Under the scheme, universities were to be asked to pay to Centre’s e-content platform 15% of their collections.
Higher education regulator UGC has shelved a proposal that could have raised the cost of online higher education, at a time the government’s push to expand such courses has raised concerns about quality and accessibility for the deprived segments.
Under the proposal, universities were to be asked to pay to the Centre’s e-content platform, Swayam, 15 per cent of the fees they collect from students who make use of the platform.
A University Grants Commission official told The Telegraph the regulator wanted to spare the students, to whom the universities would probably have passed on the extra charge.
Also, he said, the commission wanted to prevent an escalation of criticism from academics that its latest promotion of online education would harm quality and victimise impoverished students.
The fee share proposal has come at a time the UGC is on the verge of formally announcing a wide expansion of online courses, citing the health threat posed by the coronavirus to face-to-face teaching.
These new courses are expected to make heavy use of Swayam, or Study Webs of Active Learning for Young Aspiring Minds. Therefore, getting a share of the student fees would have been lucrative for the platform, managed by the human resource development ministry with the help of IIT Madras and NPTEL, which report to it.
The proposal had come from the Swayam Board, headed by the higher education secretary who functions under the HRD ministry. The UGC reports to the same ministry.
Minutes of a UGC meeting of May 14 show the proposal was on the agenda but not among the decisions, implying the commission did not approve it.
“The Swayam Board had proposed that higher education institutions pay to the Swayam scheme 15 per cent of the fees collected from students for taking up any course from the Swayam portal. But this was not approved,” a UGC official said. “If it were approved, the universities might have increased the fees.”
Currently, the universities allow students to learn up to 20 per cent of certain non-technical courses from the Swayam platform, with the credits transferred to their regular academic account.
For this the universities charge a student about an extra Rs 500 to meet the expenses of holding proctored online tests, the UGC official said.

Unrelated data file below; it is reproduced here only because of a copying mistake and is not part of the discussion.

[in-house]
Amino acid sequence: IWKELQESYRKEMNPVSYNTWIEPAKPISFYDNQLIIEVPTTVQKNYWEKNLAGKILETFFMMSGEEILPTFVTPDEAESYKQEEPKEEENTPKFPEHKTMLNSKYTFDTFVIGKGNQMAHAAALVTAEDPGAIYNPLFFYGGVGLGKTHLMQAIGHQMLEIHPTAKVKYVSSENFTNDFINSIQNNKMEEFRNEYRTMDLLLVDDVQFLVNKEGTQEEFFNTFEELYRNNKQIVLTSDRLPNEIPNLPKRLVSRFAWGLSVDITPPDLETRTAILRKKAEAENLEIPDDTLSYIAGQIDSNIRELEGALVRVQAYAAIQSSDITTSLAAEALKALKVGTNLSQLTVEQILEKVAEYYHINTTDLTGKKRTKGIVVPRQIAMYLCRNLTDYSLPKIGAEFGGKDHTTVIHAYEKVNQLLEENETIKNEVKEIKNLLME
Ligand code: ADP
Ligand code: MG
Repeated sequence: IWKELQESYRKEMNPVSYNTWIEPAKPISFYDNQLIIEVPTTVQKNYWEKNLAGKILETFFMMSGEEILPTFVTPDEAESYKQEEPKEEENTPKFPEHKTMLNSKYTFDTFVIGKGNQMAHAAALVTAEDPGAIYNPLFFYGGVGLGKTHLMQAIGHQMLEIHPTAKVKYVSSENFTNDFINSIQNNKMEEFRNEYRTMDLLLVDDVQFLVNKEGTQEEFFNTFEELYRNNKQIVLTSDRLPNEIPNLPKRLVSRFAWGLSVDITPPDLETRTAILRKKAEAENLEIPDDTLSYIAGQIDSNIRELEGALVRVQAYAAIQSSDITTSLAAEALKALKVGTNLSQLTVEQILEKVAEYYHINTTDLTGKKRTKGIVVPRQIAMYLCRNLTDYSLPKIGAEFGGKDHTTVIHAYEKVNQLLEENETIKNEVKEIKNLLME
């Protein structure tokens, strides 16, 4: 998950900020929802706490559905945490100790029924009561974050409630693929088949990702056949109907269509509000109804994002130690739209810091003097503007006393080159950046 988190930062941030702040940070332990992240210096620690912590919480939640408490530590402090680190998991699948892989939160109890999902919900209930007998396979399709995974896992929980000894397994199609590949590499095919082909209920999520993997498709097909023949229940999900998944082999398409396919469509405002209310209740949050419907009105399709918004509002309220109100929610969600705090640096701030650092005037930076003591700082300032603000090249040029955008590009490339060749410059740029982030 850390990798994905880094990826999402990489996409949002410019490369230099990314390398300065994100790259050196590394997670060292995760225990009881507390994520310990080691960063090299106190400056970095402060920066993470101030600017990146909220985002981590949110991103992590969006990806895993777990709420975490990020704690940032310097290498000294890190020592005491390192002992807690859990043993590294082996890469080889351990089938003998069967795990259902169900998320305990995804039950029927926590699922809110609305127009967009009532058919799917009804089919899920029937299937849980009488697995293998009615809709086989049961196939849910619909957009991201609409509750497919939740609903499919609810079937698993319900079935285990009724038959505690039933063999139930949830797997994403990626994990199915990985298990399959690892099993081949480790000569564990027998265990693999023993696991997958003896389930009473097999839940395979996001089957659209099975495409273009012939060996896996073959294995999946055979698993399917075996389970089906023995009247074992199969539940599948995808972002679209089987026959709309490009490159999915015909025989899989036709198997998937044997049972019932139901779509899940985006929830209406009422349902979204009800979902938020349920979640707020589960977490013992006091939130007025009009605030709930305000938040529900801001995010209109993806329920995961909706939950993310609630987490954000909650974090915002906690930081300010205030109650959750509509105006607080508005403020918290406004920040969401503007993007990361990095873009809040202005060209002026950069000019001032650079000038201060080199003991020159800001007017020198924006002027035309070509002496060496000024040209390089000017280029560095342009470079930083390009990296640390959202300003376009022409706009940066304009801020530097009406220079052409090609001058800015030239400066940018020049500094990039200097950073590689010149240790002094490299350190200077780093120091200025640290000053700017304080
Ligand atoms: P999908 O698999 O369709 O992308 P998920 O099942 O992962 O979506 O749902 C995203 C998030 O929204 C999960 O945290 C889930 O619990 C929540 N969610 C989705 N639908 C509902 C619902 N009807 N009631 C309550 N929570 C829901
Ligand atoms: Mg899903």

Swayam provides video lectures on various academic courses — from high school to university level — and follows this up by enabling peer group interaction and discussion over a messaging service.
Now the UGC has decided to raise the 20 per cent threshold to 40 per cent, and allow the 100 top universities to start new online courses without having to seek its permission. A formal announcement is to come this week.
Eminent sociologist Andre Beteille has joined other senior academics in suggesting the promotion of online education would hit the quality of education.
“Teaching-learning has for thousands of years been closely associated with direct interaction between student and teacher. You cannot reduce or replace that without causing great harm to higher education,” Beteille said.
Research backs up the quality concerns. A paper, “Virtual classrooms: how online college courses affect students”, published in the American Economic Review in September 2017, said that taking an online course reduces a student’s chances of success and progress in college.
Beteille said such a significant policy decision should have been discussed thoroughly with the stakeholders.
The UGC had during the lockdown set up a committee under Ignou vice-chancellor Nageswar Rao to suggest how to promote digital education.
It gave its report on April 24 after the subject was discussed twice at UGC meetings and approved. Neither the panel nor the UGC held wider consultations.
“This government, in particular, acts in haste. Once it gets an idea it moves fast to implement it without proper reflection,” Beteille said.
Vivek Kumar, chairperson of the Centre for the Study of Social Systems at JNU, said an expansion of online education would widen the already severe inequality in access to higher education.
“Students from poor sections of society and remote areas cannot access these courses,” he said.
An email was sent to the HRD ministry on May 18 seeking its reactions to the concerns about the quality of online education and the “haste” behind the latest decisions. No response had come till Wednesday night.